Anyway, I said this was easy, so let's put the theory away and get back to re-tuned ukuleles. As I say, a common factor that puts people off is the thought that they will have to learn a bunch of new chords. Bear in mind though, if you know your chord shapes for GCEA tuning, you already know the chord shapes for other key tunings so long as you keep the relationship between the strings the same!
So lets look at the most common example - the move from C tuning to G tuning that players will face if they buy a baritone. We already know the chords in standard C tuning (called C tuning after that third string) and we know the baritone is in G tuning (the tuning of the third string again). Looking at the Circle of Fifths, we see that the G is therefore a fifth up from the note of C, as indicated by the fact it is immediately to the right of the C on the Circle. (And yes, I know that Baritones are tuned lower than C tuned ukuleles, but it is still in the key of G and the Circle of Fifths doesn't alter between octaves). So we know that the G tuned ukulele is a fifth up from the C tuned ukulele or one space up on the Circle. It therefore also follows that every C tuning shaped chord played on the G tuned ukulele will be a fifth up, or rather, one space clockwise on the Circle. And knowing that, and having the Circle with you will unlock the simple way of transposing.
Play a C chord shape on the baritone - you get a G chord - one step round on the circle. Play a G chord shape on the baritone and you get a D (one space up on the Circle), play an A chord shape on the baritone and, you guessed it you get an E. And it applies to every chord shape you know on the C tuned ukulele - if you play that chord on a G tuned baritone, it will play the chord name of the next note on the Circle. Basically every chord will be the same step up as the G is from the C. (Incidentally, don't get foxed by minor or 7th chords - just use the Circle to tell you the root key - so C7 shape on the Baritone, plays a G7 etc.)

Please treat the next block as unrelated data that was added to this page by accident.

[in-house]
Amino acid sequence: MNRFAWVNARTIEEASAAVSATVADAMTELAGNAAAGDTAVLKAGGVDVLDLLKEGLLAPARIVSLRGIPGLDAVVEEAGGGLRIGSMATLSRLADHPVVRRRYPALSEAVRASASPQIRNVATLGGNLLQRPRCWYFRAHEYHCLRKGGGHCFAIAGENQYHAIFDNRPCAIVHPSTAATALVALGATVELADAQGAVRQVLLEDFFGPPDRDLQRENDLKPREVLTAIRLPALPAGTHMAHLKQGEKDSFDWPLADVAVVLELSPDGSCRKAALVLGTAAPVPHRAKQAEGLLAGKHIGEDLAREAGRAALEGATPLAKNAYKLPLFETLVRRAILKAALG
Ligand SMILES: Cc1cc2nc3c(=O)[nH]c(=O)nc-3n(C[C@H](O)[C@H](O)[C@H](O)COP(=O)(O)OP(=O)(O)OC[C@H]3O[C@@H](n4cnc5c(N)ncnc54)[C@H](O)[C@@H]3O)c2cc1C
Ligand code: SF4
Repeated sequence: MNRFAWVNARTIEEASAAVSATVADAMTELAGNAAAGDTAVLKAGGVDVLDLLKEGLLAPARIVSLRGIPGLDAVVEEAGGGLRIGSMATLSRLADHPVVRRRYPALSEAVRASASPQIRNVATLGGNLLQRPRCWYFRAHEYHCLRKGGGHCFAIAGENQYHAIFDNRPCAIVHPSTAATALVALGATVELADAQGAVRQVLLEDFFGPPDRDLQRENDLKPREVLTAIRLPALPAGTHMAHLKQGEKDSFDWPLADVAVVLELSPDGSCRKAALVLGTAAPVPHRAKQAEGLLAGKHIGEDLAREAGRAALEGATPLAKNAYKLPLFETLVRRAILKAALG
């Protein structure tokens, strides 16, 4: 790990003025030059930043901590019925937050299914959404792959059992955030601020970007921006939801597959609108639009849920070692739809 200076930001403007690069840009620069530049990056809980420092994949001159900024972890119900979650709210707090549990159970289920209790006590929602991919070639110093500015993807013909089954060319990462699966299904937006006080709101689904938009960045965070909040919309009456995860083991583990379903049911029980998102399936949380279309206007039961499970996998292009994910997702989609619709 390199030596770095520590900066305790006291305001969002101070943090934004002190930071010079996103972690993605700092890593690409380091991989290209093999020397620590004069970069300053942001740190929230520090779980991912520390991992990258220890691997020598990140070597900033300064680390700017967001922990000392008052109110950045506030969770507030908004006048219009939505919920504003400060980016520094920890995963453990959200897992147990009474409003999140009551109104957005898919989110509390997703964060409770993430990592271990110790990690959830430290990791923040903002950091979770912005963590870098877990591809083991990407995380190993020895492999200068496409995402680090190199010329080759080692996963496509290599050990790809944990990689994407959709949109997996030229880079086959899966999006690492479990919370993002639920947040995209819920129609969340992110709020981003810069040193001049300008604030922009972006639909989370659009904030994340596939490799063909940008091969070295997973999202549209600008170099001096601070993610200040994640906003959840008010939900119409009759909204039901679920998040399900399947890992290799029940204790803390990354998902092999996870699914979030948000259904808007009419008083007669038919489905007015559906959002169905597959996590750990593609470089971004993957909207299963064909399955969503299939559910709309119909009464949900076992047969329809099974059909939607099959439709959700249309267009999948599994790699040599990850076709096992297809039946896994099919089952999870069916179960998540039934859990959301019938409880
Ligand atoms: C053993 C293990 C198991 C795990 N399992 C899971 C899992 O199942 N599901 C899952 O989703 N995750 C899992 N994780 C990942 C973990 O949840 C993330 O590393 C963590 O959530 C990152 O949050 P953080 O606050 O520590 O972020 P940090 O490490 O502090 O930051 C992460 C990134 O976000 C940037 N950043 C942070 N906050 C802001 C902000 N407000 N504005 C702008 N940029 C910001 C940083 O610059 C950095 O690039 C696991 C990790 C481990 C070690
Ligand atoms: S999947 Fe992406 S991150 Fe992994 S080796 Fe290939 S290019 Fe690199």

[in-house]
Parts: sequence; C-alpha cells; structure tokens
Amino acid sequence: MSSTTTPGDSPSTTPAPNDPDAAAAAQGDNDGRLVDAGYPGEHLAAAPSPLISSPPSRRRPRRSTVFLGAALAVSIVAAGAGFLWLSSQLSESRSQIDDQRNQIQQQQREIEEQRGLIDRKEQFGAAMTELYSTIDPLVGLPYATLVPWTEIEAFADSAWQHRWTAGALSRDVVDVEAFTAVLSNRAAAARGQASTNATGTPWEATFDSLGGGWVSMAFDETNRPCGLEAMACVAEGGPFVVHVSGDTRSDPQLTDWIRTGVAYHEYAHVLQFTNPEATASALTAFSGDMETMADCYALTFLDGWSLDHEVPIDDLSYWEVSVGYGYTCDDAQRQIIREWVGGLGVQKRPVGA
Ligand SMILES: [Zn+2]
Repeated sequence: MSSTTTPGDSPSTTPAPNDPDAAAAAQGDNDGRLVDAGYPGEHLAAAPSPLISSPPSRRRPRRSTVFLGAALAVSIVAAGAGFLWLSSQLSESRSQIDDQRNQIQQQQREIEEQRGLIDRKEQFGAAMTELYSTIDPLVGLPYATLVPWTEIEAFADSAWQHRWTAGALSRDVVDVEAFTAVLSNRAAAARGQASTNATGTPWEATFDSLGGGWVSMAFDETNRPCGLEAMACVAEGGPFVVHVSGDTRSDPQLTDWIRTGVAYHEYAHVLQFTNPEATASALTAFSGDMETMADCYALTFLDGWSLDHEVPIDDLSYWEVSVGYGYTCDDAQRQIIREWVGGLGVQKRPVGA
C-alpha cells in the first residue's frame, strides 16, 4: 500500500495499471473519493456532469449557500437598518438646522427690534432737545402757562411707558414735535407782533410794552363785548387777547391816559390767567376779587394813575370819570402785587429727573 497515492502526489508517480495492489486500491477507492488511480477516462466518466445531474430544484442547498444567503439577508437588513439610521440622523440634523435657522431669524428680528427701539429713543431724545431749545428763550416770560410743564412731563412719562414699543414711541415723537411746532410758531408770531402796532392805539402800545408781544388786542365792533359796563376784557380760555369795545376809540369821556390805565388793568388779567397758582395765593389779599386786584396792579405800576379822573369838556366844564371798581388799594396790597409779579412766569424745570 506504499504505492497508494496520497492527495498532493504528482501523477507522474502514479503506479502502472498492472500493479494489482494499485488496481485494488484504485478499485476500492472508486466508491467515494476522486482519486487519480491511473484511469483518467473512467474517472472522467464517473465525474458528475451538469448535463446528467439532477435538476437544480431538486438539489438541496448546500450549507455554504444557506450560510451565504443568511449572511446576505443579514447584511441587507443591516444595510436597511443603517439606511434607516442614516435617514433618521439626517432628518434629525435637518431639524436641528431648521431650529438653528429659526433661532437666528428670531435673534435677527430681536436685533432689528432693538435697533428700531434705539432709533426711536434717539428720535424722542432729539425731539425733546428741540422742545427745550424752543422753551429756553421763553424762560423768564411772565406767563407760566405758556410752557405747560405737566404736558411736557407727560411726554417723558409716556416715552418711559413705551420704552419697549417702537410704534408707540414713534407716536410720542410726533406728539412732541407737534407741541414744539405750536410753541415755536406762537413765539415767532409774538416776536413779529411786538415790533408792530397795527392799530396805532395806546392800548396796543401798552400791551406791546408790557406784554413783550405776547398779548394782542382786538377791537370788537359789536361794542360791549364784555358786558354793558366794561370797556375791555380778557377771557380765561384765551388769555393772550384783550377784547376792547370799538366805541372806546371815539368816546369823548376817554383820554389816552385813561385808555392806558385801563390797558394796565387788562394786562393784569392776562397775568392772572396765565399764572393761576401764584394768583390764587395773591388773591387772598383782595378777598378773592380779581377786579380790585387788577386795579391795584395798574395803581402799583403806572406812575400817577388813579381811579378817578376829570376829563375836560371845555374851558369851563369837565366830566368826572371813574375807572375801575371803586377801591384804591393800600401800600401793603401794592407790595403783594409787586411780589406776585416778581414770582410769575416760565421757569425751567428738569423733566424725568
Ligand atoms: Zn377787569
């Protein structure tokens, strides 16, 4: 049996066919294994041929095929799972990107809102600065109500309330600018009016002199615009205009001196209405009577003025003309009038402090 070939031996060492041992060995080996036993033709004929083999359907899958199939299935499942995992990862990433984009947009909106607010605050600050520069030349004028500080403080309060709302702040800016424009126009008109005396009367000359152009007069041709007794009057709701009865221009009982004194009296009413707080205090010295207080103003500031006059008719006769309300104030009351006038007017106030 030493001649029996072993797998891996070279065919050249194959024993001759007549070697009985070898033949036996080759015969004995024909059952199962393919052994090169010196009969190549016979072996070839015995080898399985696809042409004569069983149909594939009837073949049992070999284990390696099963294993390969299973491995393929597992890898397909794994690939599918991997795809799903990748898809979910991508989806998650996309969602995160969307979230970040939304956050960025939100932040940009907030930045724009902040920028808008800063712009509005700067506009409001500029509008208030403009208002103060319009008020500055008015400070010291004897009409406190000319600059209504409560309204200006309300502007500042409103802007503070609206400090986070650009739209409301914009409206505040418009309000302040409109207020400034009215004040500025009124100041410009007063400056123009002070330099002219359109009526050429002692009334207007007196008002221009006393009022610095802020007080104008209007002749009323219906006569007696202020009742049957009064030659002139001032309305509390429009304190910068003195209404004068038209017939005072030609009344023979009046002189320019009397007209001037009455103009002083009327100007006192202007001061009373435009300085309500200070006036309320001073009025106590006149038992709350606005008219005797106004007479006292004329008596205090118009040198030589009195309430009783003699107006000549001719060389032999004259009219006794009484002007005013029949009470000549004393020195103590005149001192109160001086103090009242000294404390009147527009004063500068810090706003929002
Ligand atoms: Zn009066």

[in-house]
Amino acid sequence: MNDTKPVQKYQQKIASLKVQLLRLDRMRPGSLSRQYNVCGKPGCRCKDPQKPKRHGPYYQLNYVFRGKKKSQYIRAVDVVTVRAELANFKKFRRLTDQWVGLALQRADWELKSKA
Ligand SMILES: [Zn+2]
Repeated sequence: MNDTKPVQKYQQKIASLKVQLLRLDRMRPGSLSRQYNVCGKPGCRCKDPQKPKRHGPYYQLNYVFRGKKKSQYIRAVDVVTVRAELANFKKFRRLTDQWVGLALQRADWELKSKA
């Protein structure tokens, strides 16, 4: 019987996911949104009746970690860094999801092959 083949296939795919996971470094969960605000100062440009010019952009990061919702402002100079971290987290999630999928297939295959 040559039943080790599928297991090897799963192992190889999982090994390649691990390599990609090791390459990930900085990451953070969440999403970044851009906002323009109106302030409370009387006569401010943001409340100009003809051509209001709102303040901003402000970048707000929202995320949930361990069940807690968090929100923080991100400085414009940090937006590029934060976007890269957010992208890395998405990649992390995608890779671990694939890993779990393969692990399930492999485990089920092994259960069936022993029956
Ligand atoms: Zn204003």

And this works with any tuning so long as the string relationship is the same. I mentioned above the common practice of tuning sopranino ukuleles with C tuning but a whole octave above the soprano. I think it sounds shrill and overly bright myself and I therefore prefer to tune mine in F tuning (CFAD). I just think it's nicer on the ears. And once again people look in horror and say, 'but I don't know the chord shapes for that!'. You DO know them, for exactly the same reason as above.
Back to the Circle of Fifths - we note that the F is one step to the left of the C. Therefore, if you play a C chord shape on an F tuned ukulele you get an F chord. Play a G chord shape on an F tuned ukulele and again, using the circle to go one step to the left, you get a C chord. Play an A chord shape and you get a D. All of them being one step to the left on the circle. It works for all chords.
Want to go really exotic? - what about tuning to A tuning (EAC#F#) - I've never done that, but bear with me! Again, using the circle and we note that the A is three steps round to the right from the C. So playing a C chord shape will give you an A, playing a G chord shape gives you an E. And so on.
And that really is all there is to it. Yes, you could use a piano keyboard to work out the fifths sequence if you like, but just printing off the Circle (or memorising it) is so much easier. Use the circle to work out the relationship between the chord shapes you already know in C tuning and the key you want to tune to - and that difference in numbers of steps left or right from C on the Circle can be applied to all the chord shapes.
I hope that helps and I really hope it means that people will stop being worried about moving to Baritone. Heck, I LOVE Baritone ukes and they are no harder to play than any other! Bear in mind that this article just deals with changing the key tuning of the ukulele whilst keeping the string intervals the same, and doesn't apply to other more exotic tunings like dropped strings and open chords, but I may save that for another post! Have fun!
© Barry Maz